In response to Ben Lewis’s piece, ‘Taking Labour seriously’ in Weekly Worker, 21st January, I have contacted the general election candidates in Hackney North and Stoke Newington.
They include Diane Abbot, who is recommended on the Labour Representation Committee list (however erroneously) and is currently standing as the incumbent MP, and Matt Sellwood, who is the Green Party candidate in the same constituency. Matt is a Hands Off the People of Iran supporter, a trade union activist and Unite member, a self-described ‘eco-socialist’, and has been known to campaign for tenants’ and squatters’ rights in the area.
Ben Lewis recommended we confront LRC candidates with two specific questions that the CPGB considered to be suitably revealing. I have added a third question in order to draw a sharper line between candidates who merely oppose the most evidently obscene manifestations of capitalism and those who advocate working class politics.
Just a quick point before I leave you to the hopefully entertaining ‘compare and contrast’ exercise . At a recent CPGB aggregate, Nick Rogers suggested that we should consider a tactical vote for Green left candidates as well as Labour left ones, which was countered by claims that the Greens are fundamentally a petty bourgeois party and have until recently officially held ‘anti-human’, let alone anti-working class, politics.
While this roughly corresponds with my own impressions of the party and the green movement more broadly, I have yet to read an analysis of ‘eco-socialism’ and related green left currents in the pages of the Weekly Worker.
My first question to each candidate was: “With the proposed massive ‘slash and burn’ cuts that will be imposed upon us by either the Tories or Labour, will you oppose all cuts in services if you get elected into parliament?”
Diane Abbott responded: “There is no question that because of the money spent bailing out the banks there will have to be cuts to public services whoever wins the next election. But, as in the past, I will be voting to protect public services. My constituency is particularly vulnerable to cuts, not only because people use public services, but because the public sector is the largest provider of jobs in the constituency. Big cuts in public services represent a ‘double whammy’ for the people of Hackney. They will lose their services, but they will also risk losing their jobs. It is worth noting that more money has been spent in Hackney under a Labour government than under any other government. I have always pushed for more investment in Hackney and I will continue to do so if I am re-elected.”
Matt Sellwood responded: “I share the common Green Party view that cuts in services and investment during this time of recession make no economic sense, and would hit the vulnerable hardest. We are, instead, calling for a massive programme of investment in a Green New Deal – which would include improvements to public housing, renationalisation and improvement of the rail system, investment in renewable energy and the training of a new skill base in infrastructure design, development and maintenance. I can’t pledge to oppose all cuts in service because that is a bit of a hostage to fortune unless it is more tightly defined. For example, I would vote to end subsidies for nuclear power, the Trident nuclear submarine system, and so on, which, to some people, would be seen as cuts in service. They would lead to job cuts, although the impact of our programme as a whole would lead to new jobs, in sectors which are healthier for both society and the planet.”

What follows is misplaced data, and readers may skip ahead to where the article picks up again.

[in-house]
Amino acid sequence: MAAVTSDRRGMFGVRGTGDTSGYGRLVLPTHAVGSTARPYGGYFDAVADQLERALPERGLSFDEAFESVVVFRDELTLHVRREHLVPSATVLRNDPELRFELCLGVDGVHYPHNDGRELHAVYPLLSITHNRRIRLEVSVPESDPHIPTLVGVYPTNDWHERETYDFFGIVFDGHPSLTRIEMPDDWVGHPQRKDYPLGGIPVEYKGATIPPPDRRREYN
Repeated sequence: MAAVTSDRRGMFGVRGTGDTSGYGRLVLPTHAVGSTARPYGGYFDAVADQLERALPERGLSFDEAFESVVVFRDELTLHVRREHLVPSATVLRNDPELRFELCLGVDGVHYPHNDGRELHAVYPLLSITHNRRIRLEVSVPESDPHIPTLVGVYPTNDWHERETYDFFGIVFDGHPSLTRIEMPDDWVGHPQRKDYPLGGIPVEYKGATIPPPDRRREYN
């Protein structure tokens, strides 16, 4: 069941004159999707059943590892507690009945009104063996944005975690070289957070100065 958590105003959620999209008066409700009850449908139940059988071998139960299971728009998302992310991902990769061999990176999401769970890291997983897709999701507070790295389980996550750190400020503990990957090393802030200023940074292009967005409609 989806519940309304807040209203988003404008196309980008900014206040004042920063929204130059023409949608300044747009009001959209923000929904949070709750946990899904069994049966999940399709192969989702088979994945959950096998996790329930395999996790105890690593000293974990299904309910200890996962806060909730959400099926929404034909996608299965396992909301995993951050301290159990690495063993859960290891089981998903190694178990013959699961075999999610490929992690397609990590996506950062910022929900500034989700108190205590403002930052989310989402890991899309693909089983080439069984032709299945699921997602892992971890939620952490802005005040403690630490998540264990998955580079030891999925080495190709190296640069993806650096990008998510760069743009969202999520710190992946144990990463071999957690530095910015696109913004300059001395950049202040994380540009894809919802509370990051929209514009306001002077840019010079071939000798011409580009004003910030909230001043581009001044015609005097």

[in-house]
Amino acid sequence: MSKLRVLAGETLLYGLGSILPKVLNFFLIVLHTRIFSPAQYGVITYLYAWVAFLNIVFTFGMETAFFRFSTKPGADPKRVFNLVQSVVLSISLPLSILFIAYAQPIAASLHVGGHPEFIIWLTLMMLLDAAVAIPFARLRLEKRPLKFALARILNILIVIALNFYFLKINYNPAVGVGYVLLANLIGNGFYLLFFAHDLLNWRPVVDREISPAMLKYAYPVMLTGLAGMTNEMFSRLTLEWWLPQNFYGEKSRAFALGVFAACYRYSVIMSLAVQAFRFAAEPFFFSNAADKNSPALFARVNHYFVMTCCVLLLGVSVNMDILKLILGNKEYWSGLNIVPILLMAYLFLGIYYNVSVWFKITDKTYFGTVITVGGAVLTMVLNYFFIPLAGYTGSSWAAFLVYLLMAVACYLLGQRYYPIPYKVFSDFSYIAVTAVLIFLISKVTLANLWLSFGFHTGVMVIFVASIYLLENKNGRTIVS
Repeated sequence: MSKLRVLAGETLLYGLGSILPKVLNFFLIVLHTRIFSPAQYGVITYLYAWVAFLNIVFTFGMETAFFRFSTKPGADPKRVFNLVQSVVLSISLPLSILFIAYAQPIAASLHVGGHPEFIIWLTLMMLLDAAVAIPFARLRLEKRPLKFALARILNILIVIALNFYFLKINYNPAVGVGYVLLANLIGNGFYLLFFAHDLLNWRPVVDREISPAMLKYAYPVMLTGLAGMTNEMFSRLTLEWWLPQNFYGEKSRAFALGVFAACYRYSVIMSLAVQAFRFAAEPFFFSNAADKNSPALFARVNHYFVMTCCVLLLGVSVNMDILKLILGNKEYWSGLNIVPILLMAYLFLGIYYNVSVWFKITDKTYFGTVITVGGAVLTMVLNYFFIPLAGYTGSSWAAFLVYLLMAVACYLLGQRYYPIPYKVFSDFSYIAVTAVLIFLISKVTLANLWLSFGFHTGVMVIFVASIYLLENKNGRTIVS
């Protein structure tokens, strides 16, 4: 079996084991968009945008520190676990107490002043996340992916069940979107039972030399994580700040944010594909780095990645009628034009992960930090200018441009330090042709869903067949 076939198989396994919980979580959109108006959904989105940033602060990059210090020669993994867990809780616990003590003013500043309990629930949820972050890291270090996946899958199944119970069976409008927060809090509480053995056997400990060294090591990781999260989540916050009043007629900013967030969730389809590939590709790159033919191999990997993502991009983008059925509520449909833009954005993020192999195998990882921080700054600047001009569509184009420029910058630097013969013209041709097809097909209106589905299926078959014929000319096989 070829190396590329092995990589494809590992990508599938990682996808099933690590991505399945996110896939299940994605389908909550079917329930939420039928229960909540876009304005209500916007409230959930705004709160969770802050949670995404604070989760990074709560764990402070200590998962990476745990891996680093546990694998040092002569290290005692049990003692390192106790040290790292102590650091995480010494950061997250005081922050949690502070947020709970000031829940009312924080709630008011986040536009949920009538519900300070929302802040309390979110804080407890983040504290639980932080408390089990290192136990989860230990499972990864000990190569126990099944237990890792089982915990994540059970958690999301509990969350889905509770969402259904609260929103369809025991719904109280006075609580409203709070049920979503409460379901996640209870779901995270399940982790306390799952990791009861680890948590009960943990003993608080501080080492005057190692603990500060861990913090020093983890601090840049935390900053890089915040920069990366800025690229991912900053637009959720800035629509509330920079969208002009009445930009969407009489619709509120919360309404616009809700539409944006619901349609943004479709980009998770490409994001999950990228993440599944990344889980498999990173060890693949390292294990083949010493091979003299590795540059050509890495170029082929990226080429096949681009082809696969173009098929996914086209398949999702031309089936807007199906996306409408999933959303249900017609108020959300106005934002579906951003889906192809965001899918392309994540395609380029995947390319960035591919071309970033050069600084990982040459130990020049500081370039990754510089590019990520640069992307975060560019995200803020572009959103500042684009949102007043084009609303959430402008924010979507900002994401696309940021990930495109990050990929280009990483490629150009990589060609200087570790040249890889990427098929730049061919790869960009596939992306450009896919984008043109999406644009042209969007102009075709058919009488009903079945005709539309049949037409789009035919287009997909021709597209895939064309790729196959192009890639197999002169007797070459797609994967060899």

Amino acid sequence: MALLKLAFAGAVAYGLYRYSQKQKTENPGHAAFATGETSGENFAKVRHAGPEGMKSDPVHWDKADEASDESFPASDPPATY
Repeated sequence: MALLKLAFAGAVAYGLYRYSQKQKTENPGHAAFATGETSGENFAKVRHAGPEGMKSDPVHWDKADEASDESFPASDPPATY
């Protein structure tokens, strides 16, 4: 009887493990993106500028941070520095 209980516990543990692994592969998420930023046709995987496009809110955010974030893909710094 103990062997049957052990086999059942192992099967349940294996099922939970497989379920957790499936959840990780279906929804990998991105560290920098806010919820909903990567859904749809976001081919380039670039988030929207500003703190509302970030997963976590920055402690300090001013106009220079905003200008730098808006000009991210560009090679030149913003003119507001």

My second question was: “Will you call for the immediate and unconditional withdrawal of British troops from Afghanistan as well as oppose any further imperialist ventures?”
Diane Abbott replied: “I voted against the Iraq war and against the war in Afghanistan. My parents were born and brought up in a British colony so I have no difficulty in identifying with imperialist ventures. Last year I visited the British army in Helmand province. On the one hand, I was very impressed by the bravery of our soldiers but, on the other hand, it confirmed my view that the war in Afghanistan cannot be won and, the quicker troops withdraw from there, the better.”
Matt Sellwood replied: “Yes. I am a long-standing anti-war activist, with a record of protest and direct action against both the war in Afghanistan and Iraq. I am implacably opposed to them.”
My third and final question was: “Would you call yourself a Marxist? And to what extent will class politics be on your agenda if you are re-elected to parliament?”
Diane Abbott wrote: “Class politics has always been on my agenda and my voting record proves it. For the record, I do not claim a second home, I live in Dalston and wholly support the prosecution of MPs who have taken advantage of the system. What concerns me is that many voters don’t realise that, if David Cameron gets elected, he will be the first old Etonian prime minister since 1964. Electing David Cameron would be taking this country back 40 years. We have come a long way since the 60s and have seen far more diverse people from different backgrounds, like myself, become party members.”
Matt Sellwood wrote: “Now there is a question with a long and complicated answer! My politics are informed by Marxism, although I am not an orthodox Marxist. I self-describe as an eco-socialist, and am a member of Green Left, the eco-socialist grouping within the Green Party. My politics are probably closest to those of Murray Bookchin and the social ecology school of thought, although I take influences from a variety of different sources, mostly around left-libertarian theory. I am significantly influenced by left Marxists such as Rosa Luxemburg.”